Lake Oswego Broadband Frequently Asked Questions
Responses to Questions and Comments from the Surveys
Q. Why is the city talking about adding staff when we should be cutting city staff?
A. Under the proposed agreement, network and ISP operation would be contracted out, and no staff would be added.
Q. Isn’t this outdated technology? I can get Internet service on my cell phone and speeds keep increasing. What about future satellite or wireless technologies?
A. Fiber networks are the state of the art for high capacity bandwidth. There are physical limits to the data transmission speed of wireless networks compared to light frequencies (the frequency of light is approximately 1,000 times the frequencies of the radio end of the spectrum). In addition, the point-to-multi-point systems used by cellular phone technology means that many subscribers share the available bandwidth. For these reasons, cell companies place limits on data usage. A typical wireless limit is 3 gigabytes per month. To put this in perspective, a gigabit per second fiber network can give the customer up to 42 terabytes (i.e., 42,000 gigabytes) per month.
Q. There is, and will continue to be, plenty of competition for Internet service.
A. Phone and cable TV systems have physical limitations that limit their capacity compared to a fiber-to-the-premises system. To have true competition, several complete fiber networks would need to be built, each connecting to every home and business. This would be inefficient, and as a practical matter, probably wouldn’t happen.
Q. I don’t want my taxes going to this.
A. The utility would be self-supporting and not subsidized by taxes. Only those using the service would pay for it.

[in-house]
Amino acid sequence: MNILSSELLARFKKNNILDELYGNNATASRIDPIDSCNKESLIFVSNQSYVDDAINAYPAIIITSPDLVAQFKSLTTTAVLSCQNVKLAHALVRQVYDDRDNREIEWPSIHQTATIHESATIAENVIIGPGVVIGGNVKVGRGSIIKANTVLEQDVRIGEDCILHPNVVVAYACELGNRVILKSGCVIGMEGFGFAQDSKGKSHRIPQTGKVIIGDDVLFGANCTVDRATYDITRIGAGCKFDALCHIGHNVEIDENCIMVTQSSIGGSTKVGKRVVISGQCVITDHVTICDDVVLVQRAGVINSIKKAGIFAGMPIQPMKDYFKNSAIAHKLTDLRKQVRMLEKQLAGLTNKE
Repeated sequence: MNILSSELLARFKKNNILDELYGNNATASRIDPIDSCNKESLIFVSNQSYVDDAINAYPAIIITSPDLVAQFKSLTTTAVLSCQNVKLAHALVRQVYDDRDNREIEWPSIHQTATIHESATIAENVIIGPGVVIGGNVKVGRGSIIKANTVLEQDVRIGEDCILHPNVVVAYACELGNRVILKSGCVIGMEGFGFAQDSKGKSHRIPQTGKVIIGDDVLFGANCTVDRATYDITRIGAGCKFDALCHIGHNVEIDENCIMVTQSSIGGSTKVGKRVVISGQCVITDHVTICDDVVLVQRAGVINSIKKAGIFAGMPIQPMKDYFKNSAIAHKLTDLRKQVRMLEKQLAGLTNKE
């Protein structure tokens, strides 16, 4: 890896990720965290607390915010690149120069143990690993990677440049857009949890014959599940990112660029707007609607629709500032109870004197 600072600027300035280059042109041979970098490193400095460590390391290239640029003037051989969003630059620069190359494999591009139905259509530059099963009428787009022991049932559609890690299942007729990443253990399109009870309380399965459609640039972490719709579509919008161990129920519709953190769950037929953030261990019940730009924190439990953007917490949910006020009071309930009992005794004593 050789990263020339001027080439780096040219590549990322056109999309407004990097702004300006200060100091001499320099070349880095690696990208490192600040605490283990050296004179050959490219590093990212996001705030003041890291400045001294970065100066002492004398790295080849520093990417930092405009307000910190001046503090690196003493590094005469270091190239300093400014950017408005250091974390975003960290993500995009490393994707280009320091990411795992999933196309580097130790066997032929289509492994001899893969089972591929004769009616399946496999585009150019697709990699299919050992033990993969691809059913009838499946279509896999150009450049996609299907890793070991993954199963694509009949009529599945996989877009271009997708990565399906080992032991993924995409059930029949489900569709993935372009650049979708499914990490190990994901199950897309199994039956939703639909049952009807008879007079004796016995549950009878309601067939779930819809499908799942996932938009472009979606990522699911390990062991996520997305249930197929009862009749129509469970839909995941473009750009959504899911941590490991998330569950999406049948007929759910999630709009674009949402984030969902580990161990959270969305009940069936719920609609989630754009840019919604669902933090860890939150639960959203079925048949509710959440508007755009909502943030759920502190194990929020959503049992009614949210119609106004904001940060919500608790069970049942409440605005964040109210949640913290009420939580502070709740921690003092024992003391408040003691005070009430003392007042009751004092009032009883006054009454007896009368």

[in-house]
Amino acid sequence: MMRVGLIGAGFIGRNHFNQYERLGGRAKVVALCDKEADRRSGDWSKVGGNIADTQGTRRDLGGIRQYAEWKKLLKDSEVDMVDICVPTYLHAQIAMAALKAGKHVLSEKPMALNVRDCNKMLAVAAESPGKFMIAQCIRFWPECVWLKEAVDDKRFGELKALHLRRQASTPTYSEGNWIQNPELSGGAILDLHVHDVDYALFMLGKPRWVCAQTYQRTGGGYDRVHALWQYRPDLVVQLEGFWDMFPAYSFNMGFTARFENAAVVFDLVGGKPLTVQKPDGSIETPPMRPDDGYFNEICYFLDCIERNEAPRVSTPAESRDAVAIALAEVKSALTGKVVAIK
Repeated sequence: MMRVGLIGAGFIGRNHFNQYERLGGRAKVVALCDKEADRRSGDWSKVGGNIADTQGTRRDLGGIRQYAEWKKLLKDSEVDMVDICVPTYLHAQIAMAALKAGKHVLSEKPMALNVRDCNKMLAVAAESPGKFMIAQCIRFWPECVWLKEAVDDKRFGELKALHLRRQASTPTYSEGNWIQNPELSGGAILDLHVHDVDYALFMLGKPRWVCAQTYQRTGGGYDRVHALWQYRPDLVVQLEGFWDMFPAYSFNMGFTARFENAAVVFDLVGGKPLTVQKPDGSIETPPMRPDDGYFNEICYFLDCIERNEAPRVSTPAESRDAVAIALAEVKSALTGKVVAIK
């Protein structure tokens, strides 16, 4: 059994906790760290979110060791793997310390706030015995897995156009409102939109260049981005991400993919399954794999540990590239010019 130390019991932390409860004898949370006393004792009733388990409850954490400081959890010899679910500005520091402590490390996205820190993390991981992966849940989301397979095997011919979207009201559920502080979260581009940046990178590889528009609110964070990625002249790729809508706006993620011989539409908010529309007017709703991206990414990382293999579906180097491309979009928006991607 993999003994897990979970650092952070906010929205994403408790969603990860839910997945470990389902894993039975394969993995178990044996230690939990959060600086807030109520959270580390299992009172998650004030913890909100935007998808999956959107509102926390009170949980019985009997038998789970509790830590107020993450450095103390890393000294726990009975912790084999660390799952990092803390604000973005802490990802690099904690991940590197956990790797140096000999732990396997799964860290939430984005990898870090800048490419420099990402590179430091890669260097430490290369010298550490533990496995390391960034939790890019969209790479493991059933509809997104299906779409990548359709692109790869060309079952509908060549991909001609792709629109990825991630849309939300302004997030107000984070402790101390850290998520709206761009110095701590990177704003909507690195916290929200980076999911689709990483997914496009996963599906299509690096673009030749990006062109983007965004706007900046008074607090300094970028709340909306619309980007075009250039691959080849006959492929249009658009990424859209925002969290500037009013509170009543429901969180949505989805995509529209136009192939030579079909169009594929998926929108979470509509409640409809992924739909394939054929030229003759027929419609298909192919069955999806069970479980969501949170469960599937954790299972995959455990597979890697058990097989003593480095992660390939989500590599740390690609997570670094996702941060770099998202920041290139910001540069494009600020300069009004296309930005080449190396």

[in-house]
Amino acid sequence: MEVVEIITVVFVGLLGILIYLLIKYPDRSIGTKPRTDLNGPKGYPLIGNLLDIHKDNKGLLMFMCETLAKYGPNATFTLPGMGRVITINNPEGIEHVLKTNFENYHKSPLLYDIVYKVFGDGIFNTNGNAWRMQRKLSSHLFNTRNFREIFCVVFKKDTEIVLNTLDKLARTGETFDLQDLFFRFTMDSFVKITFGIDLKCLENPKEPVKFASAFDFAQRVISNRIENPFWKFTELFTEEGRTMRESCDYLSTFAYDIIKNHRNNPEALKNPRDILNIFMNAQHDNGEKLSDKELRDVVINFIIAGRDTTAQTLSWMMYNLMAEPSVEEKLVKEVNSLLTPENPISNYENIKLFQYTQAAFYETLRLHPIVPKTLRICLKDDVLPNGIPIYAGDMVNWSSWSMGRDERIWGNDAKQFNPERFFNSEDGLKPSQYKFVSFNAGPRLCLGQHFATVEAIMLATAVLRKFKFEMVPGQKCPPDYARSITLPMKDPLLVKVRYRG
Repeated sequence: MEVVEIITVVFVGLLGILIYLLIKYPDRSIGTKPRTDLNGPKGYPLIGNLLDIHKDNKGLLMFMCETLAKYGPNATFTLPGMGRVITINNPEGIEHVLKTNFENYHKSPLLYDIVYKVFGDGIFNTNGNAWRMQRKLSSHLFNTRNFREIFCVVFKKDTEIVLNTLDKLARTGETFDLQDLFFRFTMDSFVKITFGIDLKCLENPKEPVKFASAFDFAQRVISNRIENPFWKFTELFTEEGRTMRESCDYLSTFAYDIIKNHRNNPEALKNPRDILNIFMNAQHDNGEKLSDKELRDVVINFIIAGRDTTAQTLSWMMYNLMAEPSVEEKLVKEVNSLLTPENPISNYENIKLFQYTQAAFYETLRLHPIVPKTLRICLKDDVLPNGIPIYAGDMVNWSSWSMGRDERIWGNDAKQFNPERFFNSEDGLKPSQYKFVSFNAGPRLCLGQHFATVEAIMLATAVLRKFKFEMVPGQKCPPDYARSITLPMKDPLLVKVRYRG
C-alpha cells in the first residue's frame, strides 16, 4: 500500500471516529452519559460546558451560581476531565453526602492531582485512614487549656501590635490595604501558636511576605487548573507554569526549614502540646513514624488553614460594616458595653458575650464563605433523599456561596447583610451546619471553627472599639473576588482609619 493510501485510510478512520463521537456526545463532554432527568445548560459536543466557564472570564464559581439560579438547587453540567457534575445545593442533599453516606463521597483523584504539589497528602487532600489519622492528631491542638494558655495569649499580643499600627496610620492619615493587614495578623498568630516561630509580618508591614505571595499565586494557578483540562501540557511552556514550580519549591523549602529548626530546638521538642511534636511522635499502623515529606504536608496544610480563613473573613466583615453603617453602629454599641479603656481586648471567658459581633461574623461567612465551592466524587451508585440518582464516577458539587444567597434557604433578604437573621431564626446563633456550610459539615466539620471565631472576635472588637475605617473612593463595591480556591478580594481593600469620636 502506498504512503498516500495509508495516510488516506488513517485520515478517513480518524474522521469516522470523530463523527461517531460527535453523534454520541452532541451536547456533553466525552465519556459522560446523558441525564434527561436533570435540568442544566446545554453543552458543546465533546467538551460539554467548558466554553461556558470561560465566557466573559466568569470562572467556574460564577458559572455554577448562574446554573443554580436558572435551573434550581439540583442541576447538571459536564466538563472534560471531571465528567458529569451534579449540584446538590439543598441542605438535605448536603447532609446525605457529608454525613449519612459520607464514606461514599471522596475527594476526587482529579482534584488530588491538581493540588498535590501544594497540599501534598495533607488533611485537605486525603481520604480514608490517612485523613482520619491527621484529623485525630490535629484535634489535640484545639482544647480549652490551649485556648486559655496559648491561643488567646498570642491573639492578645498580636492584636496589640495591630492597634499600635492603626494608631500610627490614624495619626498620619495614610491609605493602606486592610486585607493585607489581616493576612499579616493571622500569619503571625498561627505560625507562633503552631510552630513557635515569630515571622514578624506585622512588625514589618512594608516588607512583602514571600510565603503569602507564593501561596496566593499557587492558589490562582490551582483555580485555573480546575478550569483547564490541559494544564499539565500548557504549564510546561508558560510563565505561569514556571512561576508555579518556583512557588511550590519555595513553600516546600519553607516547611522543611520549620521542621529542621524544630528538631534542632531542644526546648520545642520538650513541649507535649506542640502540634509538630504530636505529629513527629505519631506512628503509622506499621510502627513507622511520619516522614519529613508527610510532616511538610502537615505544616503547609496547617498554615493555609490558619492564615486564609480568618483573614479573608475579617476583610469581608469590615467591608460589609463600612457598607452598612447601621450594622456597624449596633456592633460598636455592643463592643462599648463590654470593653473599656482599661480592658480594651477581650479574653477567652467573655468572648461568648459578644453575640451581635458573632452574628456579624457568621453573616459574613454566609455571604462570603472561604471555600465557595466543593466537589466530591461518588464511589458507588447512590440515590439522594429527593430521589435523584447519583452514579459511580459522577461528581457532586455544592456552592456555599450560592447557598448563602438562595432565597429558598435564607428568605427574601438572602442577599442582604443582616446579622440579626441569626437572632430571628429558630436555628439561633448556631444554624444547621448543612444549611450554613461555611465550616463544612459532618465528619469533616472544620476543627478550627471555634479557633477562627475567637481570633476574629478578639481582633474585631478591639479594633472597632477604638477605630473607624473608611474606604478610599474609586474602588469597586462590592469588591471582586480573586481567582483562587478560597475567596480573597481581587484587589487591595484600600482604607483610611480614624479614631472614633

Q. Don’t put the city into more debt.
A. The network would be owned and financed by a (local) private company. No city debt would be issued. There would, however, be a contractual obligation for a minimum level of lease payments, equivalent to a 35% subscription rate. The project would not go forward without commitments to subscribe by this number of residents.
Q. We need better infrastructure in other areas, especially streets.
A. This service would not compete for resources with other city utilities.
Q. Higher speeds only benefit businesses and gamers.
A. Bandwidth used by all households has grown steadily at an exponential rate. This trend has held consistently since the first days of the Internet.
Q. Will this include video service?
A. The current plan is to make video service from a third-party provider available at cost, for customer convenience. But as all video service migrates to “over-the-top” (i.e., accessed through the Internet), the ISP will assist customers in making the switch. And there are many other options for legacy video services: Comcast, satellite service such as Dish and Direct TV, over-the-air broadcast, and for some residents, TV service offered by the phone companies (Frontier and CenturyLink).
Q. So what would my total bill be, if I wanted traditional video and phone service in addition to Internet service?
A. This would be subject to negotiations with third-party providers, but current estimates are that the total cost for gigabit Internet service plus phone and video service would range between $80 and $146 per month, depending on the provider and number of channels (the higher figure is for 135 video channels).
Q. I've heard there are already miles of fiber installed in Lake Oswego. Why do we need more?